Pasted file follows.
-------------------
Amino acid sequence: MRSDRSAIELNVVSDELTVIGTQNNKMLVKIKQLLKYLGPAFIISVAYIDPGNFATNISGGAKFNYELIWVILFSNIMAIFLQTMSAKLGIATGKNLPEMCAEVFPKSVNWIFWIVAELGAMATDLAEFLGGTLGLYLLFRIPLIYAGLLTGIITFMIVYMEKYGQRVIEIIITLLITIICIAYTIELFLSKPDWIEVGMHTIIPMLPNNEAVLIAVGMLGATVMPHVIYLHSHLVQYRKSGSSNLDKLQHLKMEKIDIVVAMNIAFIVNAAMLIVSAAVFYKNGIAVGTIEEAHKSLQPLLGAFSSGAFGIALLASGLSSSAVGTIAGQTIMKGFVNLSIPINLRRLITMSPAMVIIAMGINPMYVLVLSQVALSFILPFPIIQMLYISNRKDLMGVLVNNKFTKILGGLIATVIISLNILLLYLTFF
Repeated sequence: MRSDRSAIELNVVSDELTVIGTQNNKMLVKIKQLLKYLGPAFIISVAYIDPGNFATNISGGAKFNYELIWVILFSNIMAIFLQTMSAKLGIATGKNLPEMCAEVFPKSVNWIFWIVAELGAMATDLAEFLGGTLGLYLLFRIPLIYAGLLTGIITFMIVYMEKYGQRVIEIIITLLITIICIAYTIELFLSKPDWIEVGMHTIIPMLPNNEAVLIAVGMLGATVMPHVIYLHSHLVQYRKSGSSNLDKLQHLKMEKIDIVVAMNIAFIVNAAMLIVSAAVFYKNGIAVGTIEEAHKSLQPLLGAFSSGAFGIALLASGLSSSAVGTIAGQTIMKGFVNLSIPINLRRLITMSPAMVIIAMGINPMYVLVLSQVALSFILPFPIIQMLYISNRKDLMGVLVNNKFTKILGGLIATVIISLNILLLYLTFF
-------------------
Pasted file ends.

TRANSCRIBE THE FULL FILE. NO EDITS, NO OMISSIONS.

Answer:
Amino acid sequence: MRSDRSAIELNVVSDELTVIGTQNNKMLVKIKQLLKYLGPAFIISVAYIDPGNFATNISGGAKFNYELIWVILFSNIMAIFLQTMSAKLGIATGKNLPEMCAEVFPKSVNWIFWIVAELGAMATDLAEFLGGTLGLYLLFRIPLIYAGLLTGIITFMIVYMEKYGQRVIEIIITLLITIICIAYTIELFLSKPDWIEVGMHTIIPMLPNNEAVLIAVGMLGATVMPHVIYLHSHLVQYRKSGSSNLDKLQHLKMEKIDIVVAMNIAFIVNAAMLIVSAAVFYKNGIAVGTIEEAHKSLQPLLGAFSSGAFGIALLASGLSSSAVGTIAGQTIMKGFVNLSIPINLRRLITMSPAMVIIAMGINPMYVLVLSQVALSFILPFPIIQMLYISNRKDLMGVLVNNKFTKILGGLIATVIISLNILLLYLTFF
Repeated sequence: MRSDRSAIELNVVSDELTVIGTQNNKMLVKIKQLLKYLGPAFIISVAYIDPGNFATNISGGAKFNYELIWVILFSNIMAIFLQTMSAKLGIATGKNLPEMCAEVFPKSVNWIFWIVAELGAMATDLAEFLGGTLGLYLLFRIPLIYAGLLTGIITFMIVYMEKYGQRVIEIIITLLITIICIAYTIELFLSKPDWIEVGMHTIIPMLPNNEAVLIAVGMLGATVMPHVIYLHSHLVQYRKSGSSNLDKLQHLKMEKIDIVVAMNIAFIVNAAMLIVSAAVFYKNGIAVGTIEEAHKSLQPLLGAFSSGAFGIALLASGLSSSAVGTIAGQTIMKGFVNLSIPINLRRLITMSPAMVIIAMGINPMYVLVLSQVALSFILPFPIIQMLYISNRKDLMGVLVNNKFTKILGGLIATVIISLNILLLYLTFF